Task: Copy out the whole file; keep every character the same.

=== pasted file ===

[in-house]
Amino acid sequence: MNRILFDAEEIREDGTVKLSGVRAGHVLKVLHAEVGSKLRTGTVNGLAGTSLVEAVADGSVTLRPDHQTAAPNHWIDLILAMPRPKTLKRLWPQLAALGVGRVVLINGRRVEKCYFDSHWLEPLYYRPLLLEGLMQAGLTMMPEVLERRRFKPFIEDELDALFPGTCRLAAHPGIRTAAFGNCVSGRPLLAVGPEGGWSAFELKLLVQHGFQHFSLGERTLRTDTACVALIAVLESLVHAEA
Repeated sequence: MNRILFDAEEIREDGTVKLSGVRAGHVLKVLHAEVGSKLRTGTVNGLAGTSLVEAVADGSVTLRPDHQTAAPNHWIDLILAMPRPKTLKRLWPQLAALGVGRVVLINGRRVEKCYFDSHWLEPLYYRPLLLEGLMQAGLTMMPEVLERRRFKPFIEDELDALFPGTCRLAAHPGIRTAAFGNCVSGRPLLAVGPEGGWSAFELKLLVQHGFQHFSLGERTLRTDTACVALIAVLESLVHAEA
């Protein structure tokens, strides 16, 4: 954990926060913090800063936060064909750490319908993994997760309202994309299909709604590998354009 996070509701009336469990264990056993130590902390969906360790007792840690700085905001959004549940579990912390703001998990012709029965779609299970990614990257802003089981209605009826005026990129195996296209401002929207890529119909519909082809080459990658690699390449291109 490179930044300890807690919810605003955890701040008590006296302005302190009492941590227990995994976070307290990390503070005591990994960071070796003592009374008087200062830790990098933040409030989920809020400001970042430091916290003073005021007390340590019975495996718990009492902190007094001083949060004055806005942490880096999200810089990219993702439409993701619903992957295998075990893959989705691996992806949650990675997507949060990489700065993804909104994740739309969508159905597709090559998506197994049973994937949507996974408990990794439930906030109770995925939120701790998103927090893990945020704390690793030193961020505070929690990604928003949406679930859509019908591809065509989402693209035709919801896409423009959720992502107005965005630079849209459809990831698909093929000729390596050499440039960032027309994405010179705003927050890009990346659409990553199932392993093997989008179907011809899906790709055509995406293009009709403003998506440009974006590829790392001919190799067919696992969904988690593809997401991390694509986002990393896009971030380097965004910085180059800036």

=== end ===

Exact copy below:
[in-house]
Amino acid sequence: MNRILFDAEEIREDGTVKLSGVRAGHVLKVLHAEVGSKLRTGTVNGLAGTSLVEAVADGSVTLRPDHQTAAPNHWIDLILAMPRPKTLKRLWPQLAALGVGRVVLINGRRVEKCYFDSHWLEPLYYRPLLLEGLMQAGLTMMPEVLERRRFKPFIEDELDALFPGTCRLAAHPGIRTAAFGNCVSGRPLLAVGPEGGWSAFELKLLVQHGFQHFSLGERTLRTDTACVALIAVLESLVHAEA
Repeated sequence: MNRILFDAEEIREDGTVKLSGVRAGHVLKVLHAEVGSKLRTGTVNGLAGTSLVEAVADGSVTLRPDHQTAAPNHWIDLILAMPRPKTLKRLWPQLAALGVGRVVLINGRRVEKCYFDSHWLEPLYYRPLLLEGLMQAGLTMMPEVLERRRFKPFIEDELDALFPGTCRLAAHPGIRTAAFGNCVSGRPLLAVGPEGGWSAFELKLLVQHGFQHFSLGERTLRTDTACVALIAVLESLVHAEA
């Protein structure tokens, strides 16, 4: 954990926060913090800063936060064909750490319908993994997760309202994309299909709604590998354009 996070509701009336469990264990056993130590902390969906360790007792840690700085905001959004549940579990912390703001998990012709029965779609299970990614990257802003089981209605009826005026990129195996296209401002929207890529119909519909082809080459990658690699390449291109 490179930044300890807690919810605003955890701040008590006296302005302190009492941590227990995994976070307290990390503070005591990994960071070796003592009374008087200062830790990098933040409030989920809020400001970042430091916290003073005021007390340590019975495996718990009492902190007094001083949060004055806005942490880096999200810089990219993702439409993701619903992957295998075990893959989705691996992806949650990675997507949060990489700065993804909104994740739309969508159905597709090559998506197994049973994937949507996974408990990794439930906030109770995925939120701790998103927090893990945020704390690793030193961020505070929690990604928003949406679930859509019908591809065509989402693209035709919801896409423009959720992502107005965005630079849209459809990831698909093929000729390596050499440039960032027309994405010179705003927050890009990346659409990553199932392993093997989008179907011809899906790709055509995406293009009709403003998506440009974006590829790392001919190799067919696992969904988690593809997401991390694509986002990393896009971030380097965004910085180059800036």